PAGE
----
In the setup() we should remove the last line of code, as we won't print the raw values of the axes:

Serial.println("X\tY\tZ");

Next, in the loop() we can remove the following, since we initialized in the beginning,

float x, y, z;

as well as the following lines that won't be required:

Serial.print(x); Serial.print('\t'); Serial.print(y); Serial.print('\t'); Serial.println(z);

Instead, we will add four if statements, following the already existing one that checks if the sensor is available and then reads the 3 axes.

Here is the code we will add:

if(y > plusThreshold) { Serial.println("Collision front"); delay(500); } if(y < minusThreshold) { Serial.println("Collision back"); delay(500); } if(x < minusThreshold) { Serial.println("Collision right"); delay(500); } if(x > plusThreshold) { Serial.println("Collision left"); delay(500); }

These if statements will check the x and y values of plusThreshold and minusThreshold that we defined in the beginning. According to these values the direction of the force that we move our board towards, will be printed.

4. Complete code

If you choose to skip the code building section, the complete code can be found below:

/* Arduino LSM6DS3 - Simple Gyroscope This example reads the gyroscope values from the LSM6DS3 sensor and prints them to the Serial Monitor or Serial Plotter, as a directional detection of an axis' angular velocity. The circuit: - Arduino Uno WiFi Rev2 or Arduino Nano 33 IoT Created by Riccardo Rizzo Modified by Benjamin Dannegård 30 Nov 2020 This example code is in the public domain. */ #include <Arduino_LSM6DS3.h> float x, y, z; int plusThreshold = 30, minusThreshold = -30; void setup() { Serial.begin(9600); while (!Serial); Serial.println("Started"); if (!IMU.begin()) { Serial.println("Failed to initialize IMU!"); while (1); } Serial.print("Gyroscope sample rate = "); Serial.print(IMU.gyroscopeSampleRate()); Serial.println(" Hz"); Serial.println(); Serial.println("Gyroscope in degrees/second"); } void loop() { if (IMU.gyroscopeAvailable()) { IMU.readGyroscope(x, y, z); } if(y > plusThreshold) { Serial.println("Collision front"); delay(500); } if(y < minusThreshold) { Serial.println("Collision back"); delay(500); } if(x < minusThreshold) { Serial.println("Collision right"); delay(500); } if(x > plusThreshold) { Serial.println("Collision left"); delay(500); } }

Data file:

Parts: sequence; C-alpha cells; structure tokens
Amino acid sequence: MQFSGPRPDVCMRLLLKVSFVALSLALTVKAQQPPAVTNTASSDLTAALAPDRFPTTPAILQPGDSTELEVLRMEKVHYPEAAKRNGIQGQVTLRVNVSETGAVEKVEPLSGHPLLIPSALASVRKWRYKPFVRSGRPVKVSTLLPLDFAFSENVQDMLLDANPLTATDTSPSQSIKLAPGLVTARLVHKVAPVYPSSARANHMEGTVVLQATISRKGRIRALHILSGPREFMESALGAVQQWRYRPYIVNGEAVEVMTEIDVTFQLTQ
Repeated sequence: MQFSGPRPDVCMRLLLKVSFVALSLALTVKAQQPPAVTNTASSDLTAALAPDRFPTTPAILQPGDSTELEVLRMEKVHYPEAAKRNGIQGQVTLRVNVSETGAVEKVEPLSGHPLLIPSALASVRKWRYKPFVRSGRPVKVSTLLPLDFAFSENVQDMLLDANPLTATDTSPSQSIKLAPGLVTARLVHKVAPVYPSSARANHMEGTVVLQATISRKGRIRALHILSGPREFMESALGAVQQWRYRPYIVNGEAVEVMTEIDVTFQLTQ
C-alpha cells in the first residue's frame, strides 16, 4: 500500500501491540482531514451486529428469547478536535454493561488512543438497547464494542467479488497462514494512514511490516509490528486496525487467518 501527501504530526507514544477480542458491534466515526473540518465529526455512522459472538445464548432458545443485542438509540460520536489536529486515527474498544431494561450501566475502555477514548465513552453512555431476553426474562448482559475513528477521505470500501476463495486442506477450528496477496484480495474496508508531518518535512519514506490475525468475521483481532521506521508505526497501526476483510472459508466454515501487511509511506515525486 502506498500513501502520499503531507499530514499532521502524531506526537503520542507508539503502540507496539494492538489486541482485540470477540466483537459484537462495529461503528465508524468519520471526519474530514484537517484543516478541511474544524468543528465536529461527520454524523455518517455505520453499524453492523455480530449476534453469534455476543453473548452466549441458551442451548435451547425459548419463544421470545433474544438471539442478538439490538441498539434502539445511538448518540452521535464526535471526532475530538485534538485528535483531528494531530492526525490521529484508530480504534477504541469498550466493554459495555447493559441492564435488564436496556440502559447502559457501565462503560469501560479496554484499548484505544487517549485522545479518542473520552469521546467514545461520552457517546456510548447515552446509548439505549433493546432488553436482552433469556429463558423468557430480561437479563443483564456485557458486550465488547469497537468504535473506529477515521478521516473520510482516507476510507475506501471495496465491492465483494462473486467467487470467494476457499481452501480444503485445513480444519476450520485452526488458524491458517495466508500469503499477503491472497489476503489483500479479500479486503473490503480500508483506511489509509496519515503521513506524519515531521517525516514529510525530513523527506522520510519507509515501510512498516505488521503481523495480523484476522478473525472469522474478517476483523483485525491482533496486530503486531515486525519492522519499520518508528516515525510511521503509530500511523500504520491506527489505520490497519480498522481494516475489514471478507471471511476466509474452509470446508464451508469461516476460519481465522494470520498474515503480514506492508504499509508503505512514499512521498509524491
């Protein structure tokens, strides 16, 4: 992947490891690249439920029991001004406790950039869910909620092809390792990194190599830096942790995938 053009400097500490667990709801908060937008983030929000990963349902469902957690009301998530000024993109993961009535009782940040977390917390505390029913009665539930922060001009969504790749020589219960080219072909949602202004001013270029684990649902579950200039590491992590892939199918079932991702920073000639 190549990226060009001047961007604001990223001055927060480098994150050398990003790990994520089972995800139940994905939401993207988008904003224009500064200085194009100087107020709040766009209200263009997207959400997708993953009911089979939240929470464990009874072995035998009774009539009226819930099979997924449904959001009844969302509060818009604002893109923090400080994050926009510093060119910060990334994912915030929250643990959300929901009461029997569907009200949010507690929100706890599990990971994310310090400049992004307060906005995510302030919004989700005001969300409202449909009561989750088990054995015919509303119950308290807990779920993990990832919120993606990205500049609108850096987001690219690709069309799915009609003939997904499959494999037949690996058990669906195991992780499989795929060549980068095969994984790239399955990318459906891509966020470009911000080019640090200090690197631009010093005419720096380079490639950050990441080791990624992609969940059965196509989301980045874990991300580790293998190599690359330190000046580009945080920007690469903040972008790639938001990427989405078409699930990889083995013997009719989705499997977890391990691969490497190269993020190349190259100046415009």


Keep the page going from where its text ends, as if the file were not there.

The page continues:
Testing It Out

In order to get a correct reading of the board data, before uploading the sketch to the board hold the board in your hand, from the side of the USB port. The board should be facing up and "pointing" away from you. The image below illustrates the board's position and how it works:

Positioning of the board.
Positioning of the board.

Next, you can verify and upload the sketch to the board and open the Monitor from the menu on the left.

Now with the board parallel to the ground you can swiftly move it towards one direction: forward, backwards, right or left. According to the movement of your choice, the results will print every second to your monitor!

Here is a screenshot of the sketch returning these values:

Serial Monitor output.
Serial Monitor output.

Troubleshoot

Sometimes errors occur, if the code is not working there are some common issues we can troubleshoot:

  • Missing a bracket or a semicolon.
  • Arduino board connected to the wrong port.
  • Accidental interruption of cable connection.

Conclusion

In this simple tutorial we learned what an IMU sensor module is, how to use the LSM6DS3 library, and how to use an Arduino Nano 33 IoT microcontroller, to measure and print out values from a gyroscope sensor. Furthermore, we created an application that detects the direction of force that we can apply to the board.